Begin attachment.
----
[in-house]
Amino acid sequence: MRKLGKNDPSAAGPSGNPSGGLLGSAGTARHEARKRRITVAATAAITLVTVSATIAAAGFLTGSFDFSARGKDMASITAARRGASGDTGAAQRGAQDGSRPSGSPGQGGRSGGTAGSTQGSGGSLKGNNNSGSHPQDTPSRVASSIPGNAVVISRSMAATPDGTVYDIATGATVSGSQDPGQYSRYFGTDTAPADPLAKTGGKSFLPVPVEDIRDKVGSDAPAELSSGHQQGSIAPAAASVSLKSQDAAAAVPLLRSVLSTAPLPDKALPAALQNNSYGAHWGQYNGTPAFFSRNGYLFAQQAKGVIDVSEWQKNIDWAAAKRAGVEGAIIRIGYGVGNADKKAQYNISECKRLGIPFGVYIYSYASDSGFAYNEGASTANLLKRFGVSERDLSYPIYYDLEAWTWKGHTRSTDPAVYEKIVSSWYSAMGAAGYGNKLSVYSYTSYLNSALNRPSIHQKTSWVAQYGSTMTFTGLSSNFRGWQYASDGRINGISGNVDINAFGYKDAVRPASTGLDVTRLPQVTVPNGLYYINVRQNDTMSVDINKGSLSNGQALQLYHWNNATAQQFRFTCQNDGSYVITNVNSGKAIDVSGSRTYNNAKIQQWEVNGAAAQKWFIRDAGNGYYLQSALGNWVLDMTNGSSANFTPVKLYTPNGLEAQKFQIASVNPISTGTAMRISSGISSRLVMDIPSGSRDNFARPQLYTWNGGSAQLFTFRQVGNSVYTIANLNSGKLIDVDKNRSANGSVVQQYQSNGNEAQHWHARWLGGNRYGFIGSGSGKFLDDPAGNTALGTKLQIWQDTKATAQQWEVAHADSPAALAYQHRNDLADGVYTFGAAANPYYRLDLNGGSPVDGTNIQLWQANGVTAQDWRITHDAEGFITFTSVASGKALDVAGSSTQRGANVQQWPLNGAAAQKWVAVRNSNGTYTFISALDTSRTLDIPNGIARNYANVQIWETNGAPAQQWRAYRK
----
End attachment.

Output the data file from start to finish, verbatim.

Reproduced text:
[in-house]
Amino acid sequence: MRKLGKNDPSAAGPSGNPSGGLLGSAGTARHEARKRRITVAATAAITLVTVSATIAAAGFLTGSFDFSARGKDMASITAARRGASGDTGAAQRGAQDGSRPSGSPGQGGRSGGTAGSTQGSGGSLKGNNNSGSHPQDTPSRVASSIPGNAVVISRSMAATPDGTVYDIATGATVSGSQDPGQYSRYFGTDTAPADPLAKTGGKSFLPVPVEDIRDKVGSDAPAELSSGHQQGSIAPAAASVSLKSQDAAAAVPLLRSVLSTAPLPDKALPAALQNNSYGAHWGQYNGTPAFFSRNGYLFAQQAKGVIDVSEWQKNIDWAAAKRAGVEGAIIRIGYGVGNADKKAQYNISECKRLGIPFGVYIYSYASDSGFAYNEGASTANLLKRFGVSERDLSYPIYYDLEAWTWKGHTRSTDPAVYEKIVSSWYSAMGAAGYGNKLSVYSYTSYLNSALNRPSIHQKTSWVAQYGSTMTFTGLSSNFRGWQYASDGRINGISGNVDINAFGYKDAVRPASTGLDVTRLPQVTVPNGLYYINVRQNDTMSVDINKGSLSNGQALQLYHWNNATAQQFRFTCQNDGSYVITNVNSGKAIDVSGSRTYNNAKIQQWEVNGAAAQKWFIRDAGNGYYLQSALGNWVLDMTNGSSANFTPVKLYTPNGLEAQKFQIASVNPISTGTAMRISSGISSRLVMDIPSGSRDNFARPQLYTWNGGSAQLFTFRQVGNSVYTIANLNSGKLIDVDKNRSANGSVVQQYQSNGNEAQHWHARWLGGNRYGFIGSGSGKFLDDPAGNTALGTKLQIWQDTKATAQQWEVAHADSPAALAYQHRNDLADGVYTFGAAANPYYRLDLNGGSPVDGTNIQLWQANGVTAQDWRITHDAEGFITFTSVASGKALDVAGSSTQRGANVQQWPLNGAAAQKWVAVRNSNGTYTFISALDTSRTLDIPNGIARNYANVQIWETNGAPAQQWRAYRK